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Review — Dancing the Code

First Published:
Sonic Screwdriver #90

Publish Date:
May 1995

Comments:
Heh, a positive review of a Missing Adventure from me — wow!

If the role of the Missing Adventures is to capture the spirit of the era for which each book is written, Dancing the Code is a winner. If it is to deliver fast-paced, engrossing stories, Dancing the Code is once more a winner. And if we’re going to judge them by the front cover artwork, well, there’s simply no contest. On all these counts, Dancing the Code is a classic.

Unlike some Missing Adventures so far which seemed like transplanted New Adventures, Dancing the Code is unmistakably Pertwee: lots of UNIT, the third Doctor creating gadgets, Jo showing off her espionage skills, politicians getting in the way, and an alien race clearly thought out and defined.

Paul Leonard’s previous book, Venusian Lullaby, was noted for its detailed description of the Venusian society. This book is no less detailed: both for the country of Kebiria and the insect-like Xarax menace. Both are credible and well-rounded. There is an authentic feeling to the book; it is easy to imagine the flow of events in this book happening in real life. Dancing the Code could easily be filmed as a Pertwee story, budget permitting. But it just as easily could be a big-screen movie in the style of Clear and Present Danger, or a particularly involved X-Files.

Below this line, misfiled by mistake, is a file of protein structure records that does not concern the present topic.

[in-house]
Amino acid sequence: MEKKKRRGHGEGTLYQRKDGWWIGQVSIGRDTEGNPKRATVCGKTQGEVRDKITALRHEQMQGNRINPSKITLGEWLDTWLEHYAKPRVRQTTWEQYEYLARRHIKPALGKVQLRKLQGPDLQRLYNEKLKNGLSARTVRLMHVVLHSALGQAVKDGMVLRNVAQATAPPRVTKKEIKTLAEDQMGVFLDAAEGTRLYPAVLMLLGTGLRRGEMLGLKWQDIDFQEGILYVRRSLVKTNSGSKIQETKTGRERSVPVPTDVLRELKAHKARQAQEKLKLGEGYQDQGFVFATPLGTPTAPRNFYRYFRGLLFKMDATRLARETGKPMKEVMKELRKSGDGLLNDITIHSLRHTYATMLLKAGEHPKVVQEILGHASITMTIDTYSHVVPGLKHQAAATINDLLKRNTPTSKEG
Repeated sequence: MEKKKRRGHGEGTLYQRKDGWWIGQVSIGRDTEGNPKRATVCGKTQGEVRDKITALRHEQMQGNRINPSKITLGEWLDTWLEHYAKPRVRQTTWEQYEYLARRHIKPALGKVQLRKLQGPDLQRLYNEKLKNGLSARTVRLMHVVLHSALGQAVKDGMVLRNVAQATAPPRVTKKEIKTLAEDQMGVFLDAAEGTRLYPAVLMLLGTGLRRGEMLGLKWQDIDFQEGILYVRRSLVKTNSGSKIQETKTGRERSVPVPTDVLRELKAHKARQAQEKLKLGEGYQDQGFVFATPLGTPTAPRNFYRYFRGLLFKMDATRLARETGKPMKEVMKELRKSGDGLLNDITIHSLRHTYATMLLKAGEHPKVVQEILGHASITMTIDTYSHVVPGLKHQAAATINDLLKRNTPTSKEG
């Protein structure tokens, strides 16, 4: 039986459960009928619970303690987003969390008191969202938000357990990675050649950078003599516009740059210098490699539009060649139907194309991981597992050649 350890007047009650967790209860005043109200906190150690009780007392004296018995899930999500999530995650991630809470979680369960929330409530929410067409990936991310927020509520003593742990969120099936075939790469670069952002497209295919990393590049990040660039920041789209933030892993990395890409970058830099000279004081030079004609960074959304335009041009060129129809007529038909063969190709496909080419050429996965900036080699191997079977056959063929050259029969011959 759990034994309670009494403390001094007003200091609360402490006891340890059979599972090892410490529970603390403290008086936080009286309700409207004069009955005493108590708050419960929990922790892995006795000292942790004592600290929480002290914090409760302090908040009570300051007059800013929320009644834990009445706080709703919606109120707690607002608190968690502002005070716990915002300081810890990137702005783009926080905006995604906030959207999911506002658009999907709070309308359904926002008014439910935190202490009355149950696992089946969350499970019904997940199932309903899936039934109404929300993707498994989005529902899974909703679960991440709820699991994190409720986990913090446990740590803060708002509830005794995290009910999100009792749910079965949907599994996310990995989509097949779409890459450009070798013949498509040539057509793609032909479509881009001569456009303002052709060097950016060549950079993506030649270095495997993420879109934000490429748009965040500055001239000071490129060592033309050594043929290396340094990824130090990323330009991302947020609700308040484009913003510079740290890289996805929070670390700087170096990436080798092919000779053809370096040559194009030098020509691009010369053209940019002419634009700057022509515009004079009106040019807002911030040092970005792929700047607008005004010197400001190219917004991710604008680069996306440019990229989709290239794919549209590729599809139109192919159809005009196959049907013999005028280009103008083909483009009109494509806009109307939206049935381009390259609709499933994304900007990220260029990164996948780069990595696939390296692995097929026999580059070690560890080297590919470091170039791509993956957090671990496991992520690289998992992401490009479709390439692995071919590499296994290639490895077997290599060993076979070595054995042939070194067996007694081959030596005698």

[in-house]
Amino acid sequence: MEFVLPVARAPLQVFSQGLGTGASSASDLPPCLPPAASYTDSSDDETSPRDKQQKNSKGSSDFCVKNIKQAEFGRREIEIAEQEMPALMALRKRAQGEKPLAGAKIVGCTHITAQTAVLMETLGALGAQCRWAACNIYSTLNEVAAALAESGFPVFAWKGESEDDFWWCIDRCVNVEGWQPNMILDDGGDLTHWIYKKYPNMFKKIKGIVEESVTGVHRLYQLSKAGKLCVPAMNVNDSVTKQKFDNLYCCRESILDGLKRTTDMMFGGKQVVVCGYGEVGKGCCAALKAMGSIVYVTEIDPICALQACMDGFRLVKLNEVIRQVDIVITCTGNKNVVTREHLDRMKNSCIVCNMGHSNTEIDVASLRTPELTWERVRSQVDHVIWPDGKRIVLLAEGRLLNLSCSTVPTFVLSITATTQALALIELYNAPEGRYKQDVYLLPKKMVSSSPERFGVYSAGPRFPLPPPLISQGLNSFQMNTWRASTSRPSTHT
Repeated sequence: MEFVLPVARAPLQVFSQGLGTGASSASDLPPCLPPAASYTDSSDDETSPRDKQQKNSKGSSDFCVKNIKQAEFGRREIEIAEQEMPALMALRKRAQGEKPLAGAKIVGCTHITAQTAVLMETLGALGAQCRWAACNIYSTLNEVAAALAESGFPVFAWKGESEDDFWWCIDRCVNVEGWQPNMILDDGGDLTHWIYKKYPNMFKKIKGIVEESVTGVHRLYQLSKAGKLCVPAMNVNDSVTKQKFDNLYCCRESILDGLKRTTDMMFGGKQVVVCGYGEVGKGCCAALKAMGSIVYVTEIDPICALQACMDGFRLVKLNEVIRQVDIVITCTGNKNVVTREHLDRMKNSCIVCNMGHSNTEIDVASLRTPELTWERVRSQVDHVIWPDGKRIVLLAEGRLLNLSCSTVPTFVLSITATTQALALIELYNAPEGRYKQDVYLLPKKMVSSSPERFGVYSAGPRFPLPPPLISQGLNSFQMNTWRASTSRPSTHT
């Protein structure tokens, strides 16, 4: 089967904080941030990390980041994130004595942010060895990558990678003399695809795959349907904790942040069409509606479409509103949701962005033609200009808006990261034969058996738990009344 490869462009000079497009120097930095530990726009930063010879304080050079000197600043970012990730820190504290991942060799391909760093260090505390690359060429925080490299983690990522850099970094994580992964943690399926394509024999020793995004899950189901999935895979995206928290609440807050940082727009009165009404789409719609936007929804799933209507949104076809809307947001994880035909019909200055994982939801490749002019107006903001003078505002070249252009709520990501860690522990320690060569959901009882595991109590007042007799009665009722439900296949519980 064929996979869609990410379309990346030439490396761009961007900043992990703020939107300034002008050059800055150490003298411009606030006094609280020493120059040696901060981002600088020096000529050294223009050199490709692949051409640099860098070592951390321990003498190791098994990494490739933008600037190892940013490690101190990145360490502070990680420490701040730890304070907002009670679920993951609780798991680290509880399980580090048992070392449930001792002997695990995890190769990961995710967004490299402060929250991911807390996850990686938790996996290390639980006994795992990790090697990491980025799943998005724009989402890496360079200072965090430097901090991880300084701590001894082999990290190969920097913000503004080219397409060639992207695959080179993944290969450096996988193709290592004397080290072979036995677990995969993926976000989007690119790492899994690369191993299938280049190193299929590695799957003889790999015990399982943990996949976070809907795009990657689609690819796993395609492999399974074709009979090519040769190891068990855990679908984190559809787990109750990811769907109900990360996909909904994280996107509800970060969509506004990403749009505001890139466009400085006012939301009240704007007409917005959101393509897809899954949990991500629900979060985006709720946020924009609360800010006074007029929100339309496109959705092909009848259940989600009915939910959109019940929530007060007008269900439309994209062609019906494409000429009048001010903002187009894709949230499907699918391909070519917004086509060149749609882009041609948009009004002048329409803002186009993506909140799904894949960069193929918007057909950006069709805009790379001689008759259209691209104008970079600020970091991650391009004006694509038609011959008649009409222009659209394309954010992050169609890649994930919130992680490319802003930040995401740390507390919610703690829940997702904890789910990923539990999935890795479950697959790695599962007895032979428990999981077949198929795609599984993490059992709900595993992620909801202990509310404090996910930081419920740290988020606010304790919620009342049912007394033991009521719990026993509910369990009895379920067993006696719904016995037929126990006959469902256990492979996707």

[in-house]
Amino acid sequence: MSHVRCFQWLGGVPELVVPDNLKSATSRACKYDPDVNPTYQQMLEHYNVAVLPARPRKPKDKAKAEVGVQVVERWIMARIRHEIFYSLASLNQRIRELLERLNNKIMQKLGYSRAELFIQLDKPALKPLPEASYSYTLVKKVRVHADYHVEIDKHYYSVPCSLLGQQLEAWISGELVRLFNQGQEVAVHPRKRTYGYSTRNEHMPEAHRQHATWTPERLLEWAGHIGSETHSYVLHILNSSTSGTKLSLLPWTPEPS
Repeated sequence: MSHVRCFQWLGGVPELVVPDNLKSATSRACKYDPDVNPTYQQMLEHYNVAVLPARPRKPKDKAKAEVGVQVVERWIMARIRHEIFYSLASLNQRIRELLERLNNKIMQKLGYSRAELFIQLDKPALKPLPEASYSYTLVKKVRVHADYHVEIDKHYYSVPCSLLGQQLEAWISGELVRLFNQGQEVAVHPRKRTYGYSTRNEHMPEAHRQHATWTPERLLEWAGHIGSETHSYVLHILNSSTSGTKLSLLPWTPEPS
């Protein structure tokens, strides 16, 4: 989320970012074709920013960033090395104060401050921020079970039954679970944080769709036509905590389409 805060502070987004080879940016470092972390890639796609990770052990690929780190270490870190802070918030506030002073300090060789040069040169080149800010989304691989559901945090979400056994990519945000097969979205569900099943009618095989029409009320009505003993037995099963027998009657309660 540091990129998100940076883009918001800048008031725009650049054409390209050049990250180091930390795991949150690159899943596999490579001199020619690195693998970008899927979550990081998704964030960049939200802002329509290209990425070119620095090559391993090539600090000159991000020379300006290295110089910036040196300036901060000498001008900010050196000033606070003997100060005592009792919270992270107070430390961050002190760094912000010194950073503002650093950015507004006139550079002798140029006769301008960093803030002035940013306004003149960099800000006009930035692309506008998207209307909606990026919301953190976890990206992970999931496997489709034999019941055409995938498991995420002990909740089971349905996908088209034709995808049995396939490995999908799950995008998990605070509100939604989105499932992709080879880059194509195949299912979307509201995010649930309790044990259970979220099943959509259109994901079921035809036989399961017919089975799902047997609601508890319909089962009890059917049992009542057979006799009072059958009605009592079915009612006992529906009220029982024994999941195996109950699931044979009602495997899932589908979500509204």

Indeed, Dancing the Code seems most like an international thriller. Kebiria is wracked by civil war, and then the alien force steps in to make things all the more complicated. The civil war is far from glorified or simplified; dark, gritty reality is the situation here. Consequently, all the individual threats to our regular characters (the Brigadier and Benton get solid roles), as well as the secondary ones, seem so much more threatening. Enemy soldiers can shoot and kill in this story…

The writing style is fast-paced but personal, getting into the minds of many a character. This is particularly so when characters are succumbing to the effects of the alien presence. Indeed, this raises the only major complaint I have about this book – lines like ‘…honey honey good good sweet sweet honey to be honey dancing to be sweet sweet…’ grow mighty tiresome when they’ve come up a few score times!! Yes, they are very descriptive of the mind-set of the Xarax, but really! Maybe Paul Leonard felt he had to keep an annoying facet in each of his books (in Venusian Lullaby it was the confusing list of names and Venusian terms).

But overall, you’ve just got to grab a copy of this one. Paul Leonard has two more New Adventures in the planning, and we can just hope they’re as good as Dancing the Code.

End of Review

Here’s the list of the Doctor Who reviews available here:
Benny Adventure: Beyond the Sun
Benny Adventure: Deadfall
Benny Adventure: Ghost Devices/Mean Streets/Tempest
Benny Adventure: The Sword of Forever
Fanzines: Mag Bag #1
Fanzines: Mag Bag #2
Fanzines: Mag Bag #3
Fanzines: Mag Bag #4
Fanzines: Mag Bag #5
Fanzines: Mag Bag #6
Fanzines: Mag Bag #7
Fanzines: Mag Bag #8
Fanzines: Mag Bag #9
Fanzines: Mag Bag #10
Fanzines: Mag Bag #11
Fanzines: Mag Bag #12
Missing Adventure: Dancing the Code
Missing Adventure: Downtime
Missing Adventure: Invasion of the Cat-People
Missing Adventure: Lords of the Storm
Missing Adventure: Scales of Injustice
Missing Adventure: Shadow of Weng-Chiang
Missing Adventure: System Shock
New Adventure: Bloodheat
New Adventure: Death of Art
New Adventure: Dimension Riders
New Adventure: Eternity Weeps
New Adventure: Falls the Shadow
New Adventure: Legacy
New Adventure: No Future
New Adventure: Sleepy
TV: The Curse of Fenric
TV: The Greatest Show in the Galaxy
TV: The Happiness Patrol
TV: Season 25 Review
TV: Season 27 Review (the 2005 return)
TV: The Twin Dilemma
→ Or just head back to the Doctor Who Index


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This page last updated by David J Richardson on Wed, 20 Apr 2005.